Optionally, enhancement can be achieved by modifying the embodiments described with reference to FIGS. 3 and 4 respectively, such that the additional (third) excitation component is derived from the fixed code book 203 instead of the adaptive code book 204. Then, a negative scaling factor should be used instead of the original positive gain factor p, to decrease the gain for excitation sequence ci (n) from the fixed code book. This results in a similar modification of the relative contributions of the partial excitation signals ci (n) and v(n), to speech synthesis as achieved with the embodiments of FIGS. 3 and 4.
FIG. 5 shows an embodiment in accordance with the invention in which the same result as obtained by using scaling factor p and the additional excitation component from the adaptive code book may be achieved. In this embodiment, the fixed code book excitation sequence ci (n) is input to scaling unit 314 which operates in accordance with scale factor p' output from perceptual enhancement gain control 2 512. The scaled fixed code book excitation, p' ci (n), output from scaling unit 314 is input to adder 313 where it is added to total excitation sequence ex(n) comprising components ci (n) and v(n) from the fixed code book 203 and adaptive code book 204 respectively.
When increasing the gain for the excitation sequence signal v(n) from the adaptive code book 204 the total excitation (before adaptive energy control 316) is given by equation (2), viz.
ew'(n)=g ci (n)+(b+p)v(n) (2)
When decreasing the gain for an excitation sequence ci (n) from the fixed code book 203, the total excitation (before adaptive energy control 316) is given as
ew'(n)=(g+p') ci (n)+bv(n) (6),
where p' is the scaling factor derived by perceptual enhancement gain control 2 512 shown in FIG. 5. Taking equation (2) and reformulating it into a form similar to equation (6) gives:
ew'(n)=g ci (n)+(b+p)v(n) ##EQU9##
Thus, selecting ##EQU10##
In the embodiment of FIG. 5 a similar enhancement as obtained with the embodiment of FIG. 3 will be achieved. When the intermediate total excitation signal ew'(n) is scaled by adaptive energy control 316 to the same energy content as ex (n), then both embodiments, FIG. 3 and FIG. 5 result in the same total excitation signal ew(n).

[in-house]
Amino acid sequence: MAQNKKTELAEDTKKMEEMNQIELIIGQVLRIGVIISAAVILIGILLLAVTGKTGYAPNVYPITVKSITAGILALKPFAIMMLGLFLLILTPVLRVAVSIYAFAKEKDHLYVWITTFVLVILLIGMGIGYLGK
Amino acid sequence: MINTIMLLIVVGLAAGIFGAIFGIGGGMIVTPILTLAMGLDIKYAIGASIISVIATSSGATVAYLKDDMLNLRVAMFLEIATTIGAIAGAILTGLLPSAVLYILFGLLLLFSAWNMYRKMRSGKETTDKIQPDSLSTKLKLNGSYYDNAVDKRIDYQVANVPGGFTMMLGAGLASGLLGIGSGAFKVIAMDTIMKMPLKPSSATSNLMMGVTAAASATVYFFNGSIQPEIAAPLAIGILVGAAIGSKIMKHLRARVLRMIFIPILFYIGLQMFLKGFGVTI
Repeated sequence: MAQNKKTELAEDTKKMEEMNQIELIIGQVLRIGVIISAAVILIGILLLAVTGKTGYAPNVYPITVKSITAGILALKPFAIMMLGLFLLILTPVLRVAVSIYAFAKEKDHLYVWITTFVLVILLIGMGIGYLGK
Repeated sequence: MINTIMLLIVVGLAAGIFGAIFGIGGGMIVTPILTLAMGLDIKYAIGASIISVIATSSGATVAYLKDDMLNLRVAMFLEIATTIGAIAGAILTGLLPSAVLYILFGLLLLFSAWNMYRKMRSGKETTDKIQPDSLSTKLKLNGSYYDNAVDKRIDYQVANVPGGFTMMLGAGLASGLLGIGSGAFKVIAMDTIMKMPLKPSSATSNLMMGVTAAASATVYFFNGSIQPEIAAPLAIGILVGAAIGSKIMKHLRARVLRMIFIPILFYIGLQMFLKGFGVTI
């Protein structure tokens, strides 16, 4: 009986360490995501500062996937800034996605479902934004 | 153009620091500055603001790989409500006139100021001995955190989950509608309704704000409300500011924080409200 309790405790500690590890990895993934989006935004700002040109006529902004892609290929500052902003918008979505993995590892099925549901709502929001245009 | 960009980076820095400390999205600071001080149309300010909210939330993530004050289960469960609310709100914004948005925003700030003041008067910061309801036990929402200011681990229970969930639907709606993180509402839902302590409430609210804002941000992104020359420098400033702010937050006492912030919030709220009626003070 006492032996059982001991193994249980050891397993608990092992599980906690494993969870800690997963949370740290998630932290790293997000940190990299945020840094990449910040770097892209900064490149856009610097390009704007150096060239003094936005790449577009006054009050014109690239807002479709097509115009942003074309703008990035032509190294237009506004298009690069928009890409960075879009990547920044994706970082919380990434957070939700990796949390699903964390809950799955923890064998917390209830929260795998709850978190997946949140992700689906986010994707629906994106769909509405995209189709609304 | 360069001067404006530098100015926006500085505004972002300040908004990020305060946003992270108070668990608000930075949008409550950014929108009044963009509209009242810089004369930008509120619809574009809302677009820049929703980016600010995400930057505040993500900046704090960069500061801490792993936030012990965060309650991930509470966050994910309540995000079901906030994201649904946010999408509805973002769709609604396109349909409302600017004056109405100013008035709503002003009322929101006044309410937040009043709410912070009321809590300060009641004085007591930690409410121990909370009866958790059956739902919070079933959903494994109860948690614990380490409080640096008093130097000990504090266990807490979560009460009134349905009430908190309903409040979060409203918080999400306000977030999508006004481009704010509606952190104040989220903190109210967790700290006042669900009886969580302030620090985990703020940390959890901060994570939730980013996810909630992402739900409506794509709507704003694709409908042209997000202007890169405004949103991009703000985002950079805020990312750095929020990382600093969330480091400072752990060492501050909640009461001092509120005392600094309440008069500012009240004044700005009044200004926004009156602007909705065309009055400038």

Perceptual enhancement gain control 2 512 can therefore utilise the same processing as employed in relation to the embodiments of FIGS. 3 and 4 to generate "p", and then utilise equation (8) to get p'.
The intermediate total excitation signal ew'(n) output from adder 313 is scaled in scaling unit 315 under control of adaptive energy control 316 in a similar manner as described above in relation to the first and second embodiments.
Referring now to FIG. 4, LPC synthesised speech may be perceptually enhanced by post-processor 417 by synthesised speech derived from additional excitation signals from the fixed code book.
The dotted line 420 in FIG. 4 shows an embodiment wherein the fixed code book excitation signals ci (n) are coupled to LPC synthesis filter 408. The output of the LPC synthesis filter 408 (sci (n)) is then scaled in unit 414 in accordance with scaling factor p' derived from perceptual enhancement gain control 512, and added to the synthesised signal s(n) in adder 413 to produce intermediate synthesis signal s'w (n). After normalisation in scaling unit 415 the resulting synthesis signal sw (n) is forwarded to the audio processing unit 209.
The foregoing embodiments comprise adding a component derived from the adaptive code book 204 or fixed code book 203 to an excitation ex(n) or synthesised s(n), to form an intermediate excitation ew'(n) or synthesised signal s'w (n).
Optionally, post-processing may be dispensed with and the adaptive code book v(n) or fixed code book ci (n) excitation signals may be scaled and directly combined together. Thereby obviating the addition of components to unscaled combined fixed and adaptive code book signals.
FIG. 6 shows an embodiment in accordance with an aspect of the invention having the adaptive code book excitation signals v(n) scaled and then combined with the fixed code book excitation signals ci (n) to directly form an intermediate signal ew'(n).
Perceptual enhancement gain control 612 outputs parameter "a" to control scaling unit 614. Scaling unit 614 operates on adaptive code book excitation signal v(n) to scale-up or amplify excitation signal v(n) over the gain factor b used to get the normal excitation. Normal excitation ex(n) is also formed and coupled to the adaptive code book 204 and adaptive energy control 316. Adder 613 combines up-scaled excitation signal av(n) and fixed code book excitation ci (n) to form an intermediate signal;
ew'(n)=g ci (n)+av(n) (9)
If a=b+p, then the same processing as given by equation (2) may be achieved.
FIG. 7 shows an embodiment operable in a manner similar to that shown in FIG. 6, but down-scaling or attenuating the fixed code book excitation signal ci (n). For this embodiment the intermediate excitation sign ew'(n) is given by: ##EQU11## where, ##EQU12##